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Pipeline winds up east of town

Pipeline workers pictured are Utility Supervisor Pete Martin, William Richardson of North Carolina, Chatom Marshall of Illinois and Kenneth Kirk of Tahlequah. Kathryn Swan/J-C Correspondent
Pipeline workers pictured are Utility Supervisor Pete Martin, William Richardson of North Carolina, Chatom Marshall of Illinois and Kenneth Kirk of Tahlequah. Kathryn Swan/J-C Correspondent

Living east of Pawhuska, I had the unique opportunity to experience first-hand the various stages of laying a pipeline. The process involved massive mounds of dirt and an unbelievable amount of bull dozers, cranes and other assorted equipment. Workers in this photo are putting the finishing touches on this stretch of pipeline, restoring the land as close as possible to its natural site.

These workers are part of the Enbridge project. According to Utility Supervisor Pete Martin, another crew seeded the property and spread the bales of straw that will germinate and restore the land. Martin said, “Dozers came in and unwound dozens of 1,800-pound bales of straw.”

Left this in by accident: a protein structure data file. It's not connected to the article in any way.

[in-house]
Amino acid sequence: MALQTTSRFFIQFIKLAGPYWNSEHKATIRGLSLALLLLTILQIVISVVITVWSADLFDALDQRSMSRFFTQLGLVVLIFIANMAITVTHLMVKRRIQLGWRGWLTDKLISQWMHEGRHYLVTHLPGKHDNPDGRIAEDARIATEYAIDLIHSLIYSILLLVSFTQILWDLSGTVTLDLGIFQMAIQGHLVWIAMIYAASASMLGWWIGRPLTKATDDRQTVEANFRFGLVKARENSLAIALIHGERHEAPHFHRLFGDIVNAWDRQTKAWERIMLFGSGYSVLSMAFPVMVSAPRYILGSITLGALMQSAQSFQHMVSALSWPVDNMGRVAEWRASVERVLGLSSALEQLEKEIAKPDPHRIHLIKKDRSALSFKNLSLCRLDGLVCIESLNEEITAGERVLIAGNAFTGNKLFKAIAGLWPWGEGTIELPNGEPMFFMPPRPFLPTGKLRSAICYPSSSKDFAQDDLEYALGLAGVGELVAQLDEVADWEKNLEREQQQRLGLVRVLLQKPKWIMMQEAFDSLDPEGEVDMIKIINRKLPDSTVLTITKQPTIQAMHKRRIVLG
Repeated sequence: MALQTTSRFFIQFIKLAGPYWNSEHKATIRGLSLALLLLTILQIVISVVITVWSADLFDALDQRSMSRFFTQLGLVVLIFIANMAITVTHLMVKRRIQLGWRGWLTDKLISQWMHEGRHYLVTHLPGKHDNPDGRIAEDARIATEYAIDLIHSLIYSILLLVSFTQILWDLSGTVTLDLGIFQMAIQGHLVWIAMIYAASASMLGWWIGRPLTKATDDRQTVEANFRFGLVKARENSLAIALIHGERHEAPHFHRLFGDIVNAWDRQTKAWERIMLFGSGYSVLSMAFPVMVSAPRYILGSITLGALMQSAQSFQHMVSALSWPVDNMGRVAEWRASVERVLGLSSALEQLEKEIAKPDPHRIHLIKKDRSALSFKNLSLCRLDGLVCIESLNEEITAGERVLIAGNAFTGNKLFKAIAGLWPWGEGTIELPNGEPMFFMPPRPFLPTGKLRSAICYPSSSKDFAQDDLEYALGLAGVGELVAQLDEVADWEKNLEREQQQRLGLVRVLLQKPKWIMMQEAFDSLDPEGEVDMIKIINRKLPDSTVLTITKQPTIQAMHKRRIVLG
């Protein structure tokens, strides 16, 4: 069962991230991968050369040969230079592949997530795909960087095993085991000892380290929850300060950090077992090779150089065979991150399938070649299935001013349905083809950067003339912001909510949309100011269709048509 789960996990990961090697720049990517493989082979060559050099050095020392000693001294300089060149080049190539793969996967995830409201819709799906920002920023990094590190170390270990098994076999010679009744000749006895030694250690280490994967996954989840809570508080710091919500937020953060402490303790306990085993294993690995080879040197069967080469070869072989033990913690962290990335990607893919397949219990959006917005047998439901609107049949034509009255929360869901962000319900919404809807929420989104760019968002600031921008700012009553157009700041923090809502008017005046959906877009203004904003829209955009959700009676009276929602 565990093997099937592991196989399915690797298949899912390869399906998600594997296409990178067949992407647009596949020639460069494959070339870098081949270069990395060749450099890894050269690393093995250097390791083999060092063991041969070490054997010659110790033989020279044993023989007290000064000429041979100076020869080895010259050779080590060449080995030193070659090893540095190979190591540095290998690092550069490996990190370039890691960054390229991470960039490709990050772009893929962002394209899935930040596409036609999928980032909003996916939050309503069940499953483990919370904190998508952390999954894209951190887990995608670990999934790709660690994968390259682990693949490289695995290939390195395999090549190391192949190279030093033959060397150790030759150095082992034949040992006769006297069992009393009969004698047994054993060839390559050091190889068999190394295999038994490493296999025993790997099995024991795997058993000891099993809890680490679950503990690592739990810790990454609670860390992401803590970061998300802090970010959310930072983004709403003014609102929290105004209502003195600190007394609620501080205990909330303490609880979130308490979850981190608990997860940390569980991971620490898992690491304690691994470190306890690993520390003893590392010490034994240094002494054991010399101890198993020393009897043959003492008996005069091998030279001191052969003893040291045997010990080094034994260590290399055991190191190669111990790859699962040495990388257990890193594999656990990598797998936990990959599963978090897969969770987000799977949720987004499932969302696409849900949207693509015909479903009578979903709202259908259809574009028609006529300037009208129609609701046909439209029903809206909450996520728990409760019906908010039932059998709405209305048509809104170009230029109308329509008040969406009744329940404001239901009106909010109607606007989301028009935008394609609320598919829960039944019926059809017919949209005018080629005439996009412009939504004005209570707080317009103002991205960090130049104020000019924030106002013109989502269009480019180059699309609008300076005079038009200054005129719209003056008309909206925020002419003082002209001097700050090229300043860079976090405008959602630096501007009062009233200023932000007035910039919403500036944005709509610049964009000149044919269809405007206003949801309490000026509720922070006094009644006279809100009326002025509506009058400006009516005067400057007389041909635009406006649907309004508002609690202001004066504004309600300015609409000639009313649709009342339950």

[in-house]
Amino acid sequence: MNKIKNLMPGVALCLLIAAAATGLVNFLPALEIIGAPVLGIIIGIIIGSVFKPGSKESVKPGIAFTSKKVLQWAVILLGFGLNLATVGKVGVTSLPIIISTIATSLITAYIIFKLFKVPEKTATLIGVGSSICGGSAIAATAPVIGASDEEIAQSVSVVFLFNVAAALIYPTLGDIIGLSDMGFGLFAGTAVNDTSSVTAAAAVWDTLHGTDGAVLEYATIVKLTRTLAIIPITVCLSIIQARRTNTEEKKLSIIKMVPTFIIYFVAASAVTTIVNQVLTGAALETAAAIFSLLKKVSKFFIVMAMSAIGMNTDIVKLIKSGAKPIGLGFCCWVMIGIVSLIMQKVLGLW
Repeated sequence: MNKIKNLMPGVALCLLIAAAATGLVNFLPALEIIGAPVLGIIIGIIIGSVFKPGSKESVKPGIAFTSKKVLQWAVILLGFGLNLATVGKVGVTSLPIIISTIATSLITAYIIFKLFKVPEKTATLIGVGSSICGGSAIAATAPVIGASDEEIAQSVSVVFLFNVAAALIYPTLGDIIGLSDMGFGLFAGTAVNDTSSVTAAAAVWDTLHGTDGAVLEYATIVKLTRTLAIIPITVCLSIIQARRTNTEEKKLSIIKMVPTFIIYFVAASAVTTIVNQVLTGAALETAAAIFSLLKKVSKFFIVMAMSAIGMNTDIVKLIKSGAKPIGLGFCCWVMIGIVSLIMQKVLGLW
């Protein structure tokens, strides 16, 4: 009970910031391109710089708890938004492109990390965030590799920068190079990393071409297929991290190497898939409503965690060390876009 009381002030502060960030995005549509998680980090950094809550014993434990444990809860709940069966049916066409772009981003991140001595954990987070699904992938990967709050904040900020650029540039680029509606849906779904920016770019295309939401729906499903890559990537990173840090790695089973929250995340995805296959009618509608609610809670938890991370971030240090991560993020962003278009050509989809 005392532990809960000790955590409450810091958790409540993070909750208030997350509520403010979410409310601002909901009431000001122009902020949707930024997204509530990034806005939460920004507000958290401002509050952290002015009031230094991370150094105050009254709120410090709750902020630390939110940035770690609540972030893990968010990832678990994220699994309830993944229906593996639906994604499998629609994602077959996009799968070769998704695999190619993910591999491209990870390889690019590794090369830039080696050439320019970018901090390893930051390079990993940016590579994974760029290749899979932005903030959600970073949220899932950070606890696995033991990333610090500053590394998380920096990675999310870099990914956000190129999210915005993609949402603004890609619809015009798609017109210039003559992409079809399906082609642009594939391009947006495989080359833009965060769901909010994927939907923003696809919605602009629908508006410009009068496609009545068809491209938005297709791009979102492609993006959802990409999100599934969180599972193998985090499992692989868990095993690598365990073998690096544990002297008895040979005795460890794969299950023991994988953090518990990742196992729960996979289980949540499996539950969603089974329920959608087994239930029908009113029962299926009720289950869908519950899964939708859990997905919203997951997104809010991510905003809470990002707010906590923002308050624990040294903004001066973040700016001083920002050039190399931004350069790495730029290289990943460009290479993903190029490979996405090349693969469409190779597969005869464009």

Although seasoned pipeliners, each worker was required to take additional training Enbridge provided in its home base in Independence, Kan. Martin explained that the workers trained at the Pawhuska Business Development Center were also required to participate in this additional training. He noted, “At one time, U.S. Pipeline had 1,000 employees on the Osage County project.”

While not Osage, these workers were able to benefit from the Osage Nation’s pipeline project. Martin said once the land has been restored, they will move on to their next project.

As they were gathering for the photo, they excitedly brought my attention to a Bob Cat mix that was crossing the prairie. Since this former city girl had no clue what they were talking about, Martin explained the cat was a mixture of domestic and wild cat.

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